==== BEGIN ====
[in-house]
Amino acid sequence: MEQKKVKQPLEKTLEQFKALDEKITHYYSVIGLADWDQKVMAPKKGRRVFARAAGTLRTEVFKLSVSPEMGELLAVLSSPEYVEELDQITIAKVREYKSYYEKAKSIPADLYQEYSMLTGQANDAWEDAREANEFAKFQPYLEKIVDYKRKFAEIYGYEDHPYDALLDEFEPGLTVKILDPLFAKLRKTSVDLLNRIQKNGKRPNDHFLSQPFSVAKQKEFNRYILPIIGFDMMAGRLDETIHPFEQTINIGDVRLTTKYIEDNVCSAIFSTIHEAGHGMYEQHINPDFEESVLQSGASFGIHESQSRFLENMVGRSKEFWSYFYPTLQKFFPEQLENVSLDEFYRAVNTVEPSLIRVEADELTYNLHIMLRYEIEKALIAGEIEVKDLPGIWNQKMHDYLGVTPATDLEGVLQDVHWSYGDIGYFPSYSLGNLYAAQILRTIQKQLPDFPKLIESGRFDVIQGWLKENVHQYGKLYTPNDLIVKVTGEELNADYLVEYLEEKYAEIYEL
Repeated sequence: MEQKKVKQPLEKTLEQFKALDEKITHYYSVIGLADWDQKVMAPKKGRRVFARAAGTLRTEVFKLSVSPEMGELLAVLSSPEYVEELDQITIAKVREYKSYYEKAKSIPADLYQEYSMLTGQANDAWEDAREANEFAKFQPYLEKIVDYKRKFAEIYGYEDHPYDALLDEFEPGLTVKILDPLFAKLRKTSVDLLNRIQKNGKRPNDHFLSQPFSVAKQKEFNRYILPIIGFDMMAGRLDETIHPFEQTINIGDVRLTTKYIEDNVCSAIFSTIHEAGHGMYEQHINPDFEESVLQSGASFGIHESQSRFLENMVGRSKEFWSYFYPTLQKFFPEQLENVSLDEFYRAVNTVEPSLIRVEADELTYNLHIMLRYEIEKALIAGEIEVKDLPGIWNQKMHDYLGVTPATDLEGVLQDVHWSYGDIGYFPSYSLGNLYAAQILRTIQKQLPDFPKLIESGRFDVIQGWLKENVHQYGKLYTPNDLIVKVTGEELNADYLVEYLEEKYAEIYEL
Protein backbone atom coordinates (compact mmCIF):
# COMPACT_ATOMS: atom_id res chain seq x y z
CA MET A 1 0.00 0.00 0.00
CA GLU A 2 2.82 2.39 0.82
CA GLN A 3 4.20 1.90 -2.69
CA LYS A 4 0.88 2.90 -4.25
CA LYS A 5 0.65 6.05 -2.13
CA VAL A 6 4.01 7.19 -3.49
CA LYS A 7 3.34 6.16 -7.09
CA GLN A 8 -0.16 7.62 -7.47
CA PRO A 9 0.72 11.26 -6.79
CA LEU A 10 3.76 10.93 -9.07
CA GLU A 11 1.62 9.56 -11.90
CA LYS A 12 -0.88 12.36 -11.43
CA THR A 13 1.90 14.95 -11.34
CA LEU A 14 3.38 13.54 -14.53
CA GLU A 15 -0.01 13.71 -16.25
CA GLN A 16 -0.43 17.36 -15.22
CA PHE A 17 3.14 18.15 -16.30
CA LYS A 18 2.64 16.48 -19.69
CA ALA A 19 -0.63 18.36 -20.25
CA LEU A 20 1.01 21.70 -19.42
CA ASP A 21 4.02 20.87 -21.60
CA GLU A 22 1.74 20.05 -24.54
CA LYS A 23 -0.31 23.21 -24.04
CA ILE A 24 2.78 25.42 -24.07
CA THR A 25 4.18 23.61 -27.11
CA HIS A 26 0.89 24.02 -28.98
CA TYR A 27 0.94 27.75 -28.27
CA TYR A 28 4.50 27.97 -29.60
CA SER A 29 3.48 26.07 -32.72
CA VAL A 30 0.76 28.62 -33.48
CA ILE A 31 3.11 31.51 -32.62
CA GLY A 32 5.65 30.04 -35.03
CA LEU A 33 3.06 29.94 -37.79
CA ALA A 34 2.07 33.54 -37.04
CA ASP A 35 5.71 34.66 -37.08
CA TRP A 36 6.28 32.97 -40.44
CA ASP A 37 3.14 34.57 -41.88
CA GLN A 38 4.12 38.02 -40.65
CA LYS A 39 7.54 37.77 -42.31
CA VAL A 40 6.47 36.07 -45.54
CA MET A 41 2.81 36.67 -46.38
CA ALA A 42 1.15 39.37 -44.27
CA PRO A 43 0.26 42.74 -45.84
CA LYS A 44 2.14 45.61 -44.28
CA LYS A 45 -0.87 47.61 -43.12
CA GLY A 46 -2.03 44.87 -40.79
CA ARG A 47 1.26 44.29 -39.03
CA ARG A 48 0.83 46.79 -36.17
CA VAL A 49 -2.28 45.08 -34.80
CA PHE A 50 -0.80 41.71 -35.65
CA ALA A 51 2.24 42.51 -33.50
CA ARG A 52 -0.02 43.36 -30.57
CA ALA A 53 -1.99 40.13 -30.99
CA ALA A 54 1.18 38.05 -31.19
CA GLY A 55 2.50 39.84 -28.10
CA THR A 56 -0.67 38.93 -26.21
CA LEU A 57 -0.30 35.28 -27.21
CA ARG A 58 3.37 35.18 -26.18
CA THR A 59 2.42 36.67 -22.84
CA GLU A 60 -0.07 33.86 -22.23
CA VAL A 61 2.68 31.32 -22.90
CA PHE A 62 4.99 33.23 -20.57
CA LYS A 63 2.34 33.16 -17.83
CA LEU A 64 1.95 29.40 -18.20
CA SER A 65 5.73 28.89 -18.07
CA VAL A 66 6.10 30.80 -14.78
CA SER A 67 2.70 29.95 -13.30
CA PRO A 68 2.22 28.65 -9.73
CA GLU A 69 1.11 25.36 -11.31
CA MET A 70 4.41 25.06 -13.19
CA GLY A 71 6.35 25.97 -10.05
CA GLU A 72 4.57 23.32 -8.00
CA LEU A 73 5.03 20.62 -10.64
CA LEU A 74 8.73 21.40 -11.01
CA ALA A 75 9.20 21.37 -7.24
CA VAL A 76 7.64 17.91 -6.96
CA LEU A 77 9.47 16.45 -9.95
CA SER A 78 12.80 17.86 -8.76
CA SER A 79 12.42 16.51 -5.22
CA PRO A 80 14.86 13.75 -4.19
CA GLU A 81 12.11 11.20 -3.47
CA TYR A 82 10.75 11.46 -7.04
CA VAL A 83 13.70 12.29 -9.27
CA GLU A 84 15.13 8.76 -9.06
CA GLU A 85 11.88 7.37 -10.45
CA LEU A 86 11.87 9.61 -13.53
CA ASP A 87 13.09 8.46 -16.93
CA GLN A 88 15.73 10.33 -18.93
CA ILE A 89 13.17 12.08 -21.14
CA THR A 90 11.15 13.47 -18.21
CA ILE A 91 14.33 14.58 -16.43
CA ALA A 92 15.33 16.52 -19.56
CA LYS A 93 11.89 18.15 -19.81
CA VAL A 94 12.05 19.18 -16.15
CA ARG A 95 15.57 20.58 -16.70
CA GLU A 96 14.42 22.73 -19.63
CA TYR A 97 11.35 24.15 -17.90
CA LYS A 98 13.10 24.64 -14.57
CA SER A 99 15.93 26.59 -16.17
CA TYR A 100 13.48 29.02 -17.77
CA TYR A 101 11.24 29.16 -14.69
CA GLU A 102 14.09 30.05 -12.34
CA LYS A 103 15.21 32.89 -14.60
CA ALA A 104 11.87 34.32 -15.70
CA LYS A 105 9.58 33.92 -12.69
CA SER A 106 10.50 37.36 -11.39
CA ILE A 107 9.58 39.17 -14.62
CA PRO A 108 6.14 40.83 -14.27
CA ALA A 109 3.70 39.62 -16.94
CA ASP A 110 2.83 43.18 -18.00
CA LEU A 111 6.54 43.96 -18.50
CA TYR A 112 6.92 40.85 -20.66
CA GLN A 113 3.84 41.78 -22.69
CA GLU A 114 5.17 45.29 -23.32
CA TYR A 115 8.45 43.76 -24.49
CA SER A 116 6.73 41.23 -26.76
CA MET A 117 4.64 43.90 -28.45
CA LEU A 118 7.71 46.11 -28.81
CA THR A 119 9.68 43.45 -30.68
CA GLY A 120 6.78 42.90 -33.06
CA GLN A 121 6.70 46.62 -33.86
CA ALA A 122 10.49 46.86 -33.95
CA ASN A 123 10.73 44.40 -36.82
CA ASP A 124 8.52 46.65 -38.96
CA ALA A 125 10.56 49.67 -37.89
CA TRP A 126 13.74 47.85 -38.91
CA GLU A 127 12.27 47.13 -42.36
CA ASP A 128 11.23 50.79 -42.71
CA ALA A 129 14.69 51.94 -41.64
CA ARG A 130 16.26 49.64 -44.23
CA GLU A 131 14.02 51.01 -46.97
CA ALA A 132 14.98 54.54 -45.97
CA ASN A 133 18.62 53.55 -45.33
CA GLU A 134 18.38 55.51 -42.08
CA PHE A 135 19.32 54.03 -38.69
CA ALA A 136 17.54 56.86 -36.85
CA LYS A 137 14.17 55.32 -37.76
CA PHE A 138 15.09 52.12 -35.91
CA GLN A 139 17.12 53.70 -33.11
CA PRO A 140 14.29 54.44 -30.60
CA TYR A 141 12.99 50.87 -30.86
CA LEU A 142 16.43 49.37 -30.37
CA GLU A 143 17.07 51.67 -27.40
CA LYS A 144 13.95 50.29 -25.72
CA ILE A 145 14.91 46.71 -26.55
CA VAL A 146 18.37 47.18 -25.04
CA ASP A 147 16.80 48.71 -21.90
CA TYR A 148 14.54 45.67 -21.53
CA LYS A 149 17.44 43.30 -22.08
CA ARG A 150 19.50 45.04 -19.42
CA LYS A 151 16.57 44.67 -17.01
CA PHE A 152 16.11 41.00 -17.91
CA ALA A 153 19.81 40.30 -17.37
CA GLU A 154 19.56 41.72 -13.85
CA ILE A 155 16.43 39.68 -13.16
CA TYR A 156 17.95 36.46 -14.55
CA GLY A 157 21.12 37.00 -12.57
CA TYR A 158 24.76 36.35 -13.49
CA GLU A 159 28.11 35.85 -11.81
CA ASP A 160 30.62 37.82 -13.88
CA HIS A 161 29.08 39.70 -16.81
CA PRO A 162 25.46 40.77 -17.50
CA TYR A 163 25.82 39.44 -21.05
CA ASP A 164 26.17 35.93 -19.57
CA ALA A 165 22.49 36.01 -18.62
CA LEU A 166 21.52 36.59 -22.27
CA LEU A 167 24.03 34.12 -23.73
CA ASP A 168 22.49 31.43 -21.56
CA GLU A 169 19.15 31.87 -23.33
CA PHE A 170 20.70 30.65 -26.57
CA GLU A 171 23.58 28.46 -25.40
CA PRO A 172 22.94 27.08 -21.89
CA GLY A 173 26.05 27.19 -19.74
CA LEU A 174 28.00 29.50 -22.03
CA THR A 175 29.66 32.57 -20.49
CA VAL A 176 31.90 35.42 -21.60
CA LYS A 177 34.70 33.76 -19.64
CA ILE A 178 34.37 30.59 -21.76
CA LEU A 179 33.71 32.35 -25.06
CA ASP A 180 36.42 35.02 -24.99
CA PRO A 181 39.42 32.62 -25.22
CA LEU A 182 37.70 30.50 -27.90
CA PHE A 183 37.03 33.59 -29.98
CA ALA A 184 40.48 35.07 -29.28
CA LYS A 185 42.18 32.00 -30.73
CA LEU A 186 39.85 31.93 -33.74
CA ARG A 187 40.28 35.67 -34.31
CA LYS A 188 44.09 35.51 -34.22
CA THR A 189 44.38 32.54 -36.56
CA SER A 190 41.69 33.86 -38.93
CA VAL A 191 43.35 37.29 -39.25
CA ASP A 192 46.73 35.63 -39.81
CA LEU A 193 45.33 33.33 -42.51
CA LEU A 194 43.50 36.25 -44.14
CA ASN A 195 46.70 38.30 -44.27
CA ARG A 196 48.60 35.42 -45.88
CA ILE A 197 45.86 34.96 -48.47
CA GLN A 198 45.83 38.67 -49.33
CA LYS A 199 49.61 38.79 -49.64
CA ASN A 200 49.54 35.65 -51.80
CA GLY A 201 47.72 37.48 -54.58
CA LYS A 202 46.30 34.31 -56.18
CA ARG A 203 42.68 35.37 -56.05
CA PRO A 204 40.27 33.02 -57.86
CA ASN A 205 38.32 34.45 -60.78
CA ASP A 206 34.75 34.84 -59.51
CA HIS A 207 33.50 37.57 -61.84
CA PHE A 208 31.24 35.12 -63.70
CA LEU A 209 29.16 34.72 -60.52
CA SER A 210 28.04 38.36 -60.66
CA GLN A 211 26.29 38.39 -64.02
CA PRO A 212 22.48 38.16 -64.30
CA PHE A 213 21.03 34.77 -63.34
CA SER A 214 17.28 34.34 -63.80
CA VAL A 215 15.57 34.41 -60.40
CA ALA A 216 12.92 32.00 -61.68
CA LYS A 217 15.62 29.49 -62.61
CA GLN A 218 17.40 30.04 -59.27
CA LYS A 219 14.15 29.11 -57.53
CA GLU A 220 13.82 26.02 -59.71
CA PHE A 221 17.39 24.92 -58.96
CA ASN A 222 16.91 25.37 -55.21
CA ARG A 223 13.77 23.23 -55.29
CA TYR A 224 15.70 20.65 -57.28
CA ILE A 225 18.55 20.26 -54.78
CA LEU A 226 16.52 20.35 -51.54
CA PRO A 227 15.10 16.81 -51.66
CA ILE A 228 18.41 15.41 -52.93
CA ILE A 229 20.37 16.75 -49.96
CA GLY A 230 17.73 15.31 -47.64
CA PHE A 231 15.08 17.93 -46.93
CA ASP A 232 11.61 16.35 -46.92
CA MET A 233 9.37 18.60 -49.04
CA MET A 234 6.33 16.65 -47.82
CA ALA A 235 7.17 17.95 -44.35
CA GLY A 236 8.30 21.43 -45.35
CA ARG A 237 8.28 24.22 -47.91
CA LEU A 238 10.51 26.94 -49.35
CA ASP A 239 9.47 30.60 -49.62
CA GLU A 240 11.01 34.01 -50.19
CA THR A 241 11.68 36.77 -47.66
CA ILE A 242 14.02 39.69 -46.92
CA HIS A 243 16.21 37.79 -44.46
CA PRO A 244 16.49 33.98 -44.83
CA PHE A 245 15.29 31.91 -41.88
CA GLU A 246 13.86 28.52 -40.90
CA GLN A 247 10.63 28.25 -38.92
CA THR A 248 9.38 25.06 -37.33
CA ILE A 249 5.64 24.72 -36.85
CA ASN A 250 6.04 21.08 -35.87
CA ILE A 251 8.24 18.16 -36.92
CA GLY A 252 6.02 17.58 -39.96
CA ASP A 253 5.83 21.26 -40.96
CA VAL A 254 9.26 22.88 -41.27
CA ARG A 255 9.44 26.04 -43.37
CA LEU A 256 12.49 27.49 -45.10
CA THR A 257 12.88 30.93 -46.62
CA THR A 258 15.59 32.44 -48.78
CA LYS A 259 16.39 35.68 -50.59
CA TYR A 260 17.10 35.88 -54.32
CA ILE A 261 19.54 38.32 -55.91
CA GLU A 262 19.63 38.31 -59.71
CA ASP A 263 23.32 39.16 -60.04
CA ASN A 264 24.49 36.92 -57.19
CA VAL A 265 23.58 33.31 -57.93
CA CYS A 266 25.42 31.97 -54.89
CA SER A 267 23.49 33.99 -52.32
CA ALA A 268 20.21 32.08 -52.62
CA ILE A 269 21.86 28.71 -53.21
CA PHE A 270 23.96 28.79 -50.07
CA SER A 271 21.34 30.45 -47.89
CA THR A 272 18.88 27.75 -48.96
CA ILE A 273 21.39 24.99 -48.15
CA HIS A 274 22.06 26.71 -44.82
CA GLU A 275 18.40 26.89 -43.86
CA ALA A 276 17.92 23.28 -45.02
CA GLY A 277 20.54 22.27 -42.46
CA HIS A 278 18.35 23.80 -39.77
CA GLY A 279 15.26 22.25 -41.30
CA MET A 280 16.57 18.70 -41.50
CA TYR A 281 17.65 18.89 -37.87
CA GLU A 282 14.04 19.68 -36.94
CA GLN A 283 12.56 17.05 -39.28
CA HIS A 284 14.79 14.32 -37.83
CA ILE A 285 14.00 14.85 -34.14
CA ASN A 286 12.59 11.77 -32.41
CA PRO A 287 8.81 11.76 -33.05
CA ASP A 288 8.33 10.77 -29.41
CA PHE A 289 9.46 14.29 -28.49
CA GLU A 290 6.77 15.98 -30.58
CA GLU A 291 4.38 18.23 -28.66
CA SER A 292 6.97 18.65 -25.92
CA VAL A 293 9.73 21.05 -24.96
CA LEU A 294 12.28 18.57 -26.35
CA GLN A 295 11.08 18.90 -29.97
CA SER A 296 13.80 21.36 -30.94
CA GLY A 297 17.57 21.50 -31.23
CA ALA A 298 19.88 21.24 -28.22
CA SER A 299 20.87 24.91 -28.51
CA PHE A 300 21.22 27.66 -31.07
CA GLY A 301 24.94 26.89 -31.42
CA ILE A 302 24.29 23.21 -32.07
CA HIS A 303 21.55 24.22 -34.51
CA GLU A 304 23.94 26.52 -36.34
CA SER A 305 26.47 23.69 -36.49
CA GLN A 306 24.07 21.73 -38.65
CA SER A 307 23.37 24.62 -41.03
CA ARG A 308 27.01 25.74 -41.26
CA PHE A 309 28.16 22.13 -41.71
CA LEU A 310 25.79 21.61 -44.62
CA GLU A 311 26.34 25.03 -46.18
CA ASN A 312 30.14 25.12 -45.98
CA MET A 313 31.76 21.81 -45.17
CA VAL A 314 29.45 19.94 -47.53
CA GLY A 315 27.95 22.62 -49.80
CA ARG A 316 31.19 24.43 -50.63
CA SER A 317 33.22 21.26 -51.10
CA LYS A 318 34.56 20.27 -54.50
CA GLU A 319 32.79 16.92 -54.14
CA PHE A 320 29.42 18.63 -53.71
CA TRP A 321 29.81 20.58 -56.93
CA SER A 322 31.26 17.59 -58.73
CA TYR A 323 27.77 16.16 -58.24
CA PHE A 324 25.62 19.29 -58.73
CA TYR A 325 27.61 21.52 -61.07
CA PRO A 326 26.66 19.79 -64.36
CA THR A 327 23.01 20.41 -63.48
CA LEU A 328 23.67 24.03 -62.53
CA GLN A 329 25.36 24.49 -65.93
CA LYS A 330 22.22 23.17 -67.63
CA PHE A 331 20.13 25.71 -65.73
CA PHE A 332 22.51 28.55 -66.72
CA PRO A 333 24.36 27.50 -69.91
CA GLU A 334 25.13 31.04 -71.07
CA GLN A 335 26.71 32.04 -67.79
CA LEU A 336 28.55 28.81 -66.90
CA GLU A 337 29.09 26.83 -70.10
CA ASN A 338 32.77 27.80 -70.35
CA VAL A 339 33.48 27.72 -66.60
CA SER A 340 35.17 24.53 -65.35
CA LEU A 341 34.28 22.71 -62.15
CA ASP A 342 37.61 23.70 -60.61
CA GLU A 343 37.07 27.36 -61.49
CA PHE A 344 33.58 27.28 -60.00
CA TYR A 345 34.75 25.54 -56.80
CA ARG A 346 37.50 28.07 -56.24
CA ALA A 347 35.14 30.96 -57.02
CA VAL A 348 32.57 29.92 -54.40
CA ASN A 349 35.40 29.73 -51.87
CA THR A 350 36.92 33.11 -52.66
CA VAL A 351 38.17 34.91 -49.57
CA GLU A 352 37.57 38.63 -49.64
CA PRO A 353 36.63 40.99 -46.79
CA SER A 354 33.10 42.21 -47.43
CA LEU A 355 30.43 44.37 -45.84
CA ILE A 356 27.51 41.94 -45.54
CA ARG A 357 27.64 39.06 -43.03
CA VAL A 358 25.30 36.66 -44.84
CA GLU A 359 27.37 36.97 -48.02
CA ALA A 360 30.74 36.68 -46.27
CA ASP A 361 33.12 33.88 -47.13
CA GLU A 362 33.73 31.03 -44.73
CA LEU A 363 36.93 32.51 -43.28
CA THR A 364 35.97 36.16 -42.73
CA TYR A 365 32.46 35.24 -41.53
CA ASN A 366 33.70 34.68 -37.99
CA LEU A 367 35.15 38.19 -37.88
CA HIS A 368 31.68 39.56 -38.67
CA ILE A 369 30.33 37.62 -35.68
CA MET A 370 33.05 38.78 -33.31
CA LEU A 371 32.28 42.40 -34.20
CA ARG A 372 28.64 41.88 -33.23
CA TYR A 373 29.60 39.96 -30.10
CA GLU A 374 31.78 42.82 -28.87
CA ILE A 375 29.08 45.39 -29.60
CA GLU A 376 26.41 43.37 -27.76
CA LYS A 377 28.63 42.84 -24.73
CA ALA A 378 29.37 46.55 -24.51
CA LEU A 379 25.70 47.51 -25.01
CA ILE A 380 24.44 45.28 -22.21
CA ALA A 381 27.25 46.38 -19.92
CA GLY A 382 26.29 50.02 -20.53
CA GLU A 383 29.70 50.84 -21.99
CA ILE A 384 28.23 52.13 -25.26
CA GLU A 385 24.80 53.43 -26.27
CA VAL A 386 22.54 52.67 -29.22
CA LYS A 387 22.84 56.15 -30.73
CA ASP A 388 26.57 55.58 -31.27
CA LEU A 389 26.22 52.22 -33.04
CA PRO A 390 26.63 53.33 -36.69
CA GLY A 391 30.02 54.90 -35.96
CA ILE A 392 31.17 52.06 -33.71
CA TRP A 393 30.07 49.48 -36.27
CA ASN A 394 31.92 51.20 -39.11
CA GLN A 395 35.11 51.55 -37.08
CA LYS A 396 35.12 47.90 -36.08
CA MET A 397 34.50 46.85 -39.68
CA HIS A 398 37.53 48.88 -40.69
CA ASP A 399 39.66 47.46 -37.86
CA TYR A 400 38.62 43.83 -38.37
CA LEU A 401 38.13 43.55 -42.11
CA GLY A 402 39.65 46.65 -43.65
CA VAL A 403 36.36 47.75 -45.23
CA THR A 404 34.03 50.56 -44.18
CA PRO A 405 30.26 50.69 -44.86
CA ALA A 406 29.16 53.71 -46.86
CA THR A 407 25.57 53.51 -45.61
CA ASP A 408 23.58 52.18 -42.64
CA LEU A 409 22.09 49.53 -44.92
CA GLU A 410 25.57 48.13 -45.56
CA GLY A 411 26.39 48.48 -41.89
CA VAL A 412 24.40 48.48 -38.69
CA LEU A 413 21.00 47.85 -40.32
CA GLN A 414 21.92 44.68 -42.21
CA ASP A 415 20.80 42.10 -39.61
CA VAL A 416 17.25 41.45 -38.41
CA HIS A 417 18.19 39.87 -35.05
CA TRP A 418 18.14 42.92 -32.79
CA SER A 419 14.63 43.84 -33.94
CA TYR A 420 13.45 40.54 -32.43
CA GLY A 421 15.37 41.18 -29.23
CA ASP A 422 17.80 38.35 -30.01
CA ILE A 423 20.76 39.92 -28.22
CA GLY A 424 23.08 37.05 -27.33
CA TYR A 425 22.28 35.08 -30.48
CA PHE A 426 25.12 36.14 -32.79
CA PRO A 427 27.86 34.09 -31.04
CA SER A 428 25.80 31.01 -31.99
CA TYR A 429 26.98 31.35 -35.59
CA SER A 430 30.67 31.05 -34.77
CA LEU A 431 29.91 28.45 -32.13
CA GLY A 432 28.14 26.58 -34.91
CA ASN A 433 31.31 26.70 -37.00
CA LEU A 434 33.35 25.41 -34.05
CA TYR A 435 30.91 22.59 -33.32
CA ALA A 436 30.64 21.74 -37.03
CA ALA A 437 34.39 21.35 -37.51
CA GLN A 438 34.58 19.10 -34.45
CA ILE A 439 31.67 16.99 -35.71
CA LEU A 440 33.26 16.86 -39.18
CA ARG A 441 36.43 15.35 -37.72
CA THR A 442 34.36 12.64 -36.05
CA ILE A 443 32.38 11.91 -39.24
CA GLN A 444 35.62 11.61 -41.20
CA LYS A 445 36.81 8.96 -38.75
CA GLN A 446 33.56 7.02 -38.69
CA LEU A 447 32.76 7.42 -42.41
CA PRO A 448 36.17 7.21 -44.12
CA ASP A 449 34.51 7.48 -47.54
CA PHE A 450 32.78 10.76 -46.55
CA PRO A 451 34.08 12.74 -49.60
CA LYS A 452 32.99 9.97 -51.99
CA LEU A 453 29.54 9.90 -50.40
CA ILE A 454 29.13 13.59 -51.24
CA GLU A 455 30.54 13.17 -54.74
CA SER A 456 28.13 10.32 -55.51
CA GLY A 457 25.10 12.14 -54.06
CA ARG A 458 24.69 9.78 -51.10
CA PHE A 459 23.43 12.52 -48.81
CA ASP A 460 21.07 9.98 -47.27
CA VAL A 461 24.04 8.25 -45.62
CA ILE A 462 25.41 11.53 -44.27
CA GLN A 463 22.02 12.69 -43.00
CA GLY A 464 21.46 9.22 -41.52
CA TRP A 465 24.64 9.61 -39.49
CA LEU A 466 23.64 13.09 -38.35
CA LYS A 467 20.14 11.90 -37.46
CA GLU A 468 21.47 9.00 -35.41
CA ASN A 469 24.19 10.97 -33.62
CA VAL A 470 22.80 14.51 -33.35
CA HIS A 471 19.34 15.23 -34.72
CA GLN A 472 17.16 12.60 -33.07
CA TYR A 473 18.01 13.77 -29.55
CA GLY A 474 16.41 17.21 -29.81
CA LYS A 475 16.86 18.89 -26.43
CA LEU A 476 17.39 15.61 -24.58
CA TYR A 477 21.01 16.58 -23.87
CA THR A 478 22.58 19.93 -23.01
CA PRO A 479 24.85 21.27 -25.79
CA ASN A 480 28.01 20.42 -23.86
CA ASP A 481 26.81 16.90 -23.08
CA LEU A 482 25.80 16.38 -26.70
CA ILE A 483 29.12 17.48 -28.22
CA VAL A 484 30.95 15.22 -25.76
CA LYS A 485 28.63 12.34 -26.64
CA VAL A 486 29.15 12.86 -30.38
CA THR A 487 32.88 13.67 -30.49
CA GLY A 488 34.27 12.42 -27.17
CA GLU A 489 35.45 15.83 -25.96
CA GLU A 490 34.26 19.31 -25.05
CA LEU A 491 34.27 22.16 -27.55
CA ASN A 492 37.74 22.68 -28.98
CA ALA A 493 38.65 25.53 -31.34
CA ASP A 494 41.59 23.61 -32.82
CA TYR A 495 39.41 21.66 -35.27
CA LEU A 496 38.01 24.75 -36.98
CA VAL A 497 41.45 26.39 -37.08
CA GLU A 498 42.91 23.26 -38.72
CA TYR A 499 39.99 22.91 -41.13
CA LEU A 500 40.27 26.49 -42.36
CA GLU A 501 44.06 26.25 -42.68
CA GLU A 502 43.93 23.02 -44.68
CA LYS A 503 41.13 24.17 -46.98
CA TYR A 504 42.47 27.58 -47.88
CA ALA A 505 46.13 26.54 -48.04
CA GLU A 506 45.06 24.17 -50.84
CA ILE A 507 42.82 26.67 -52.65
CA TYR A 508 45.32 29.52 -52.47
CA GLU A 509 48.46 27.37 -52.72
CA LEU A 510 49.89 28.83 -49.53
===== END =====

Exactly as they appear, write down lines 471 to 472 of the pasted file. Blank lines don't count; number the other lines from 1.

CA LEU A 466 23.64 13.09 -38.35
CA LYS A 467 20.14 11.90 -37.46